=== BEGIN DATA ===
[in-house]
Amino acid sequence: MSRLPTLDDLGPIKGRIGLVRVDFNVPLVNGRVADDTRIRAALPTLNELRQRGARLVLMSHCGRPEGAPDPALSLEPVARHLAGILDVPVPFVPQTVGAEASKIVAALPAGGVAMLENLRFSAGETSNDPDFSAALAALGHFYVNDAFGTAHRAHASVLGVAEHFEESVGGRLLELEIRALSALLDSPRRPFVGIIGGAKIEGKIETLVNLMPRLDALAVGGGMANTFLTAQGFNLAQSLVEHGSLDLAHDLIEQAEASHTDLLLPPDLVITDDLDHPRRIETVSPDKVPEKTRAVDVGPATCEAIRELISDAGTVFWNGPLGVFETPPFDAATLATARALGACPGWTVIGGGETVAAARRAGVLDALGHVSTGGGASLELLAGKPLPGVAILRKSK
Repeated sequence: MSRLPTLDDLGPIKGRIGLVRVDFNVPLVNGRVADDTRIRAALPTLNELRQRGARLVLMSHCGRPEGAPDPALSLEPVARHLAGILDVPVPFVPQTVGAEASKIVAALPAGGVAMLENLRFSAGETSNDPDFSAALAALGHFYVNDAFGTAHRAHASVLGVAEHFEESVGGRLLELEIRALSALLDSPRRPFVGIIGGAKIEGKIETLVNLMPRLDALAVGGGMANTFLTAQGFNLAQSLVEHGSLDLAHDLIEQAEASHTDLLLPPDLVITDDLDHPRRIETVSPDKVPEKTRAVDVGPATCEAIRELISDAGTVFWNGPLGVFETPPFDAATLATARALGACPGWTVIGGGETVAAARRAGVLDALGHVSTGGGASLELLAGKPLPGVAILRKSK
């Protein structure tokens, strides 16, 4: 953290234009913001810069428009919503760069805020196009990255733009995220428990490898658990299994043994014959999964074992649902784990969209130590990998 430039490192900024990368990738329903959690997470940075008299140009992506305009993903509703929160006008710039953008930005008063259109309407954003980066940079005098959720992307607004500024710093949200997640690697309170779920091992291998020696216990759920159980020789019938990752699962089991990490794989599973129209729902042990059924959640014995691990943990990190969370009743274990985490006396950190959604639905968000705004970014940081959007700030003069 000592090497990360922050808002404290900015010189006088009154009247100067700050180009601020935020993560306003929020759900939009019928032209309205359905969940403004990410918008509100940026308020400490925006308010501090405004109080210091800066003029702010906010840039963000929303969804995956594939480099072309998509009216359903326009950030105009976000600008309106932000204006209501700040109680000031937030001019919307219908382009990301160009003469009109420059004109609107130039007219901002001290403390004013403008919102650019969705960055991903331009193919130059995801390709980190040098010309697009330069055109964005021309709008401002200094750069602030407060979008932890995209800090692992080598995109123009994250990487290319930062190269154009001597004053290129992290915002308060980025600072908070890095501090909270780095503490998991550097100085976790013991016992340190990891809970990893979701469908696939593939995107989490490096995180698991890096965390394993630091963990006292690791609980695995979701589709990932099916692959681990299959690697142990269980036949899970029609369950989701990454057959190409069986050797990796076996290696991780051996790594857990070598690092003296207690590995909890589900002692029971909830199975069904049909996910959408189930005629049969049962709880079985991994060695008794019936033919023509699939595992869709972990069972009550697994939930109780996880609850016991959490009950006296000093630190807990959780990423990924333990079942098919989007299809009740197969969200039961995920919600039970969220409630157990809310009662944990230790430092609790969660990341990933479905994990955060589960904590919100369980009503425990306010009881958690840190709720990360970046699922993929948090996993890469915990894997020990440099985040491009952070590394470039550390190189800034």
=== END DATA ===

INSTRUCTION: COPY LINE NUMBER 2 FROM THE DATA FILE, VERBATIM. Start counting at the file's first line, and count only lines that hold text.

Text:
Amino acid sequence: MSRLPTLDDLGPIKGRIGLVRVDFNVPLVNGRVADDTRIRAALPTLNELRQRGARLVLMSHCGRPEGAPDPALSLEPVARHLAGILDVPVPFVPQTVGAEASKIVAALPAGGVAMLENLRFSAGETSNDPDFSAALAALGHFYVNDAFGTAHRAHASVLGVAEHFEESVGGRLLELEIRALSALLDSPRRPFVGIIGGAKIEGKIETLVNLMPRLDALAVGGGMANTFLTAQGFNLAQSLVEHGSLDLAHDLIEQAEASHTDLLLPPDLVITDDLDHPRRIETVSPDKVPEKTRAVDVGPATCEAIRELISDAGTVFWNGPLGVFETPPFDAATLATARALGACPGWTVIGGGETVAAARRAGVLDALGHVSTGGGASLELLAGKPLPGVAILRKSK